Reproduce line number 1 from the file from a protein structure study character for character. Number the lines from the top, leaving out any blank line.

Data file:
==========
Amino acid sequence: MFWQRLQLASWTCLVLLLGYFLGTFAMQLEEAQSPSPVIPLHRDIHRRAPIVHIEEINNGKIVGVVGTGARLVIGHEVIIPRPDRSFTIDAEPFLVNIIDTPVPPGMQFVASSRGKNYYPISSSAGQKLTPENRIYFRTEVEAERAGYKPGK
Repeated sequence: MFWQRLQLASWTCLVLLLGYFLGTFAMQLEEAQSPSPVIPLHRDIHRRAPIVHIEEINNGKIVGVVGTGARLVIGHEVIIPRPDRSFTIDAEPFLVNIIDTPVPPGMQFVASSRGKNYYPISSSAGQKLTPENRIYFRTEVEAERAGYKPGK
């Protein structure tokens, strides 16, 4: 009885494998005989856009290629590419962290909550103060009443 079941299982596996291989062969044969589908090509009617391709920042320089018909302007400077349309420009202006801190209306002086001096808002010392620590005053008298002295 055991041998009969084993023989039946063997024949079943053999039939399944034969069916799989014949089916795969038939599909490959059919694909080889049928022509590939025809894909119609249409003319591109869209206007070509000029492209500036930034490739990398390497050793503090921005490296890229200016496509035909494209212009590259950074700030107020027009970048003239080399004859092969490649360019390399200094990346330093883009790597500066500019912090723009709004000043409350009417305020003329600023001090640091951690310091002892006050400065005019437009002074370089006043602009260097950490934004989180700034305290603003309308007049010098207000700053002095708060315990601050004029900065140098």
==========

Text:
Amino acid sequence: MFWQRLQLASWTCLVLLLGYFLGTFAMQLEEAQSPSPVIPLHRDIHRRAPIVHIEEINNGKIVGVVGTGARLVIGHEVIIPRPDRSFTIDAEPFLVNIIDTPVPPGMQFVASSRGKNYYPISSSAGQKLTPENRIYFRTEVEAERAGYKPGK